Funding

This research was funded by Abliva AB, Royal Physiographic Society of Lund, grant number: 41279, The Swedish Cancer Society, grant number: 170645 and the Swedish Foundation for Strategic Research, grant number: ID17-0107.

Institutional Review Board Statement

For our toxicity and pharmacokinetics studies, all the procedures related to animal handling, care and treatment in this study were performed according to the guidelines approved by the Institutional Animal Care and Use Committee (IACUC) of Shanghai ChemPartner Ltd. (Shanghai, China) following the guidance of the Association for Assessment and Accreditation of Laboratory Animal Care (AAALAC). For our in vivo efficacy study, all procedures were performed according to the national and international guidelines of the European Union and approved by the Swedish Regional (Malmö-Lund) (104-06).

Informed Consent Statement

Not applicable.

Data Availability Statement

Gene expression and survival curves were retrieved from GEPIA http://gepia.cancer-pku.cn/ (accessed on 23 April 2021).

Acknowledgments

The authors would like to thank Shanghai ChemPartner Co., Ltd. (Shanghai, China) for their contribution to the cell proliferation assays, the pharmacokinetic studies and toxicity studies in vivo. The authors would also want to thank ImQuest BioSciences Inc. (Frederick, MD, USA) for their cytotoxicity studies in the primary cells.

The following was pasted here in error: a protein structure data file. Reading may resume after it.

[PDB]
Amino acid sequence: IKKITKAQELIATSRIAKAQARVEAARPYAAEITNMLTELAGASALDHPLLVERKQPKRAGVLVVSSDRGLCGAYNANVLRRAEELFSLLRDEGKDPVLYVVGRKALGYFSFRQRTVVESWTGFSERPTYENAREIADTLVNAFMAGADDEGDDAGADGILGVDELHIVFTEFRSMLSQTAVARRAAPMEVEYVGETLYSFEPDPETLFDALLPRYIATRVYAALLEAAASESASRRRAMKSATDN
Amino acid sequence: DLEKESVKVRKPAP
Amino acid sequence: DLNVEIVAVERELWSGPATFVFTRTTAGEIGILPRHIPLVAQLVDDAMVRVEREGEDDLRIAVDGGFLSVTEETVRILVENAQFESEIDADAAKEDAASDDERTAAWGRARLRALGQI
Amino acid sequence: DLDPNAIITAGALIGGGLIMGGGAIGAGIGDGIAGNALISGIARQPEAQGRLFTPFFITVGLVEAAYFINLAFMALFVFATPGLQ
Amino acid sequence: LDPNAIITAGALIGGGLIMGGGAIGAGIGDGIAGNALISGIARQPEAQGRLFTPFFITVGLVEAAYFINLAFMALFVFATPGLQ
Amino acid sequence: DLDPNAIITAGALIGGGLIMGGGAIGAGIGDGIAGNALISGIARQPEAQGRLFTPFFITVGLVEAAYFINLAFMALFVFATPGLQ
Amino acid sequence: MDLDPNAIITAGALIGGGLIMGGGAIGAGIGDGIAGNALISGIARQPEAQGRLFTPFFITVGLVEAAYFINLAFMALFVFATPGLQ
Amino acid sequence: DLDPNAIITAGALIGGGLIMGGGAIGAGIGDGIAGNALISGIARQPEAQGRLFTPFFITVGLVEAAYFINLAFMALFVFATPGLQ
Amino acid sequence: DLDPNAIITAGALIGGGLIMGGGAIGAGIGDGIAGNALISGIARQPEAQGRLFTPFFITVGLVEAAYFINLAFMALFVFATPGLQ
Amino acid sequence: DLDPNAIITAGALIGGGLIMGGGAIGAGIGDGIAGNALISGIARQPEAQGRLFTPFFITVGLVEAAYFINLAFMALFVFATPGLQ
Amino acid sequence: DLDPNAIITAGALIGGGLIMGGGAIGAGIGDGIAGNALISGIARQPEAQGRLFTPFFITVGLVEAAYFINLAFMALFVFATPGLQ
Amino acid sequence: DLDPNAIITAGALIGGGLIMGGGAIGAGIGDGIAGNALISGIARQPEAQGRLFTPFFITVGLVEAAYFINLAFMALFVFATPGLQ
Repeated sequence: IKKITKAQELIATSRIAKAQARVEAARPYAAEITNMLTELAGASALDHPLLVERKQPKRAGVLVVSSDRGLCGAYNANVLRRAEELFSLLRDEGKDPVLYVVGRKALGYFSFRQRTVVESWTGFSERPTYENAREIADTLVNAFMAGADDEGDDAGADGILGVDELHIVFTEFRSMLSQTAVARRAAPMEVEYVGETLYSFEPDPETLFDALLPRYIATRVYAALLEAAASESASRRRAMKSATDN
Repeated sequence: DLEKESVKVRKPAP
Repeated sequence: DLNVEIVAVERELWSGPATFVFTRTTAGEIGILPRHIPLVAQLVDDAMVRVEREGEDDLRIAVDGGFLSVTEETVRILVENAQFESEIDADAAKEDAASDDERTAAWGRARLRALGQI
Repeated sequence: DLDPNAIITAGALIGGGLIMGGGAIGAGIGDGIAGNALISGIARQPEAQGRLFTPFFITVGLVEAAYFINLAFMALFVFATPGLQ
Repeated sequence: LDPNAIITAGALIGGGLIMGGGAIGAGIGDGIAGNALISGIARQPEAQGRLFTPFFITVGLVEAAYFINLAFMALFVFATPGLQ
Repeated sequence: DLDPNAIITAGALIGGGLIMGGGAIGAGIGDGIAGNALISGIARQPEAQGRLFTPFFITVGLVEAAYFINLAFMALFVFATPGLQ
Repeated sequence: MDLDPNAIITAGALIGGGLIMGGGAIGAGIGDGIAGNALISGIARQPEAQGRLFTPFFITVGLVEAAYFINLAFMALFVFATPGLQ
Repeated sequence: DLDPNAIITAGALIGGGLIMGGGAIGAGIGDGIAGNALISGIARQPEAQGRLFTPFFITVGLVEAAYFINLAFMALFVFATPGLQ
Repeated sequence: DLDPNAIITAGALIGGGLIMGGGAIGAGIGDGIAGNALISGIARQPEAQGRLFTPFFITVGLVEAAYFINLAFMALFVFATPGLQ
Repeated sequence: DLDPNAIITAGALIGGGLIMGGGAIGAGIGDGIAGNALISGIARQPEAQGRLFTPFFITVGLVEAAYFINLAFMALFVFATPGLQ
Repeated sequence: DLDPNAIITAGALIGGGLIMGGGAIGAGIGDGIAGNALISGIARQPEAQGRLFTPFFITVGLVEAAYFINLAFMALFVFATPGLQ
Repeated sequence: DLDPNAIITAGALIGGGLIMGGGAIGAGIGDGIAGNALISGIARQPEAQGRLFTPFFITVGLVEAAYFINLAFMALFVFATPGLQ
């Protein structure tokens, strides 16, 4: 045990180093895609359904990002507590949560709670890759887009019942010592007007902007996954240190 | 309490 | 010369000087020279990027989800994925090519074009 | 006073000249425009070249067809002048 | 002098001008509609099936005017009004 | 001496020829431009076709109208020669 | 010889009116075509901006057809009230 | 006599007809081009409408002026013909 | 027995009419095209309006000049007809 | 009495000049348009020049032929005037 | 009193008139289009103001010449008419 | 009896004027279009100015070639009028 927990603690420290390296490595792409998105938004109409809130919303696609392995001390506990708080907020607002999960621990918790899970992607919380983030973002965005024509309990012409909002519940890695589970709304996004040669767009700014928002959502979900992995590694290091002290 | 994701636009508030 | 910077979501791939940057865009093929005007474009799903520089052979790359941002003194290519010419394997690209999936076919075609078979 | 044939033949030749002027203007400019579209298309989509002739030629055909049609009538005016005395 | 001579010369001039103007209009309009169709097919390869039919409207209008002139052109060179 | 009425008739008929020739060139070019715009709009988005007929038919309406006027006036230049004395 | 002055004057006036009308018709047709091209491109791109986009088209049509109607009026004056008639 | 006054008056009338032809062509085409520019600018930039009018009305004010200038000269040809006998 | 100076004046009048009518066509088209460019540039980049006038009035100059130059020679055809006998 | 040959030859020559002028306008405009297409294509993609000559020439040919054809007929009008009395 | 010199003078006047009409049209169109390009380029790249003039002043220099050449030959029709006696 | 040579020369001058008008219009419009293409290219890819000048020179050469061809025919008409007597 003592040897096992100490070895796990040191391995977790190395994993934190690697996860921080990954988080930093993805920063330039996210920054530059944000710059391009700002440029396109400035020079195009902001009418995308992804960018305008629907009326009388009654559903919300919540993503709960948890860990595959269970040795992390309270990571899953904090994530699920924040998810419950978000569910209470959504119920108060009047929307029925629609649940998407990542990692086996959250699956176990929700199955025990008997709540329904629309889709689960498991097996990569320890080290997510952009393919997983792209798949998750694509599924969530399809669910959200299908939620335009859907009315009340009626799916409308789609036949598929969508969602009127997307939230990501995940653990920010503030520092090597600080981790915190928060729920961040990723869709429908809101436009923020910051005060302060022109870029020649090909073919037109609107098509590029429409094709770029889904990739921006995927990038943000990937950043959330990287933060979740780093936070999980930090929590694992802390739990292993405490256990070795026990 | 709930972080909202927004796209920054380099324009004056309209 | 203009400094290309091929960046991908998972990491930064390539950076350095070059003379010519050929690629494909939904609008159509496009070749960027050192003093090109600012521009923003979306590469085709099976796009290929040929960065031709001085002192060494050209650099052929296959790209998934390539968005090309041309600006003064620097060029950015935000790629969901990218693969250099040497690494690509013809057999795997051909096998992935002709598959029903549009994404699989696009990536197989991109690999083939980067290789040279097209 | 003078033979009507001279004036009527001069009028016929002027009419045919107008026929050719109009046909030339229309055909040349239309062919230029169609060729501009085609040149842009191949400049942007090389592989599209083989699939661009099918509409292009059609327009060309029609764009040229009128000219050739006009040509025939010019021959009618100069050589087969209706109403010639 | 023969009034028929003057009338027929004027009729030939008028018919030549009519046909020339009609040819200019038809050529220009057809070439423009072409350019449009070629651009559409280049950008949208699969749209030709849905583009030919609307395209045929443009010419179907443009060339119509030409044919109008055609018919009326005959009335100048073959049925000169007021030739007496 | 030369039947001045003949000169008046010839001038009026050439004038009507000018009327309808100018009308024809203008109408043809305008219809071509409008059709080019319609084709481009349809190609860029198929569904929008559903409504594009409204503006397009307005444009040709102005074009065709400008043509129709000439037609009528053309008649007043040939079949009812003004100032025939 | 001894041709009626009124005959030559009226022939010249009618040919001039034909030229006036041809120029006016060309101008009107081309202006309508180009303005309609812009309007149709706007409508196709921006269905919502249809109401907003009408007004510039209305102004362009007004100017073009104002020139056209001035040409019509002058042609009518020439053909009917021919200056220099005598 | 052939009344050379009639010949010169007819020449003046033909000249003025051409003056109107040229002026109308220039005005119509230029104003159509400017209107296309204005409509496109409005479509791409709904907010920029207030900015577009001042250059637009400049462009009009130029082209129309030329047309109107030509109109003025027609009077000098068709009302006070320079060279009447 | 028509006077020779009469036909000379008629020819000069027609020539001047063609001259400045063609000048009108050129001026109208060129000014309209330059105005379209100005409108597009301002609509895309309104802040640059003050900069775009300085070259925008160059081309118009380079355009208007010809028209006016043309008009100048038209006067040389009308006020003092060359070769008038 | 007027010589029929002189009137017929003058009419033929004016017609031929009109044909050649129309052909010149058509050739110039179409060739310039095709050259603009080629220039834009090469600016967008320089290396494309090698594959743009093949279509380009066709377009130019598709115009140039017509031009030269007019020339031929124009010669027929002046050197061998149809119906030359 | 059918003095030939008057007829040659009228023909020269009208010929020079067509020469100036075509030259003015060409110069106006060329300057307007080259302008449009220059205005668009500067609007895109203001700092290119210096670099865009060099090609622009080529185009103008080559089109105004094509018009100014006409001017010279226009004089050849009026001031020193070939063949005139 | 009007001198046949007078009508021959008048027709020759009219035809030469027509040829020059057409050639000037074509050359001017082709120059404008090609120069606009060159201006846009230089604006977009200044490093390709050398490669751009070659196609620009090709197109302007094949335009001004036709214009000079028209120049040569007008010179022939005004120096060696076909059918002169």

Conflicts of Interest

S.S.S., M.T., A.G., E.E. and M.J.H are employees of Abliva AB, which holds the commercial rights to NV651. S.S.S., A.G., E.E. and M.J.H. own shares in Abliva. M.A.G. and S.M. are employees of and own shares in Isomerase Therapeutics Ltd. P.G., M.J., W.S. and R.M. declare no potential conflicts of interest.

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Figure 1. HCC gene expression and survival curves retrieved from GEPIA. Left graphs represent the gene expression levels of PPIA, PPIB, PPIF and PPID in HCC evaluated from The Cancer Genome Atlas (TCGA) tumors vs. TCGA normal + Genotype-Tissue Expression (GTEx) normal analyzed by one-way ANOVA. Tumor is indicated in red and normal tissue in grey. * p < 0.01 statistical difference in comparison to normal tissue. Right graphs represent Kaplan–Meier plots for the overall survival from 364 HCC patients in relation to the expression levels of the PPIA, PPIB, PPIF and PPID genes. Group cutoff is presented in a median at 50% for high and low.